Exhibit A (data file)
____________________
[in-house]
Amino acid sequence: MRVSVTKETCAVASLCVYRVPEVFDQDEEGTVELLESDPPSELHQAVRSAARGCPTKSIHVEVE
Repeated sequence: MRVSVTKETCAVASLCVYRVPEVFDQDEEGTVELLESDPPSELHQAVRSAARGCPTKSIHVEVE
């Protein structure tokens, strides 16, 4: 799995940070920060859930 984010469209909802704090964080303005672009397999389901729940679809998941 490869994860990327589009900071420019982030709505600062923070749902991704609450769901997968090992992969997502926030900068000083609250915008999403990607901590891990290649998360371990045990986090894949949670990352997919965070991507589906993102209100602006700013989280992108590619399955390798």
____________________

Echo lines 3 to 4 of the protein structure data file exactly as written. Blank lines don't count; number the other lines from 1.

Repeated sequence: MRVSVTKETCAVASLCVYRVPEVFDQDEEGTVELLESDPPSELHQAVRSAARGCPTKSIHVEVE
């Protein structure tokens, strides 16, 4: 799995940070920060859930 984010469209909802704090964080303005672009397999389901729940679809998941 490869994860990327589009900071420019982030709505600062923070749902991704609450769901997968090992992969997502926030900068000083609250915008999403990607901590891990290649998360371990045990986090894949949670990352997919965070991507589906993102209100602006700013989280992108590619399955390798």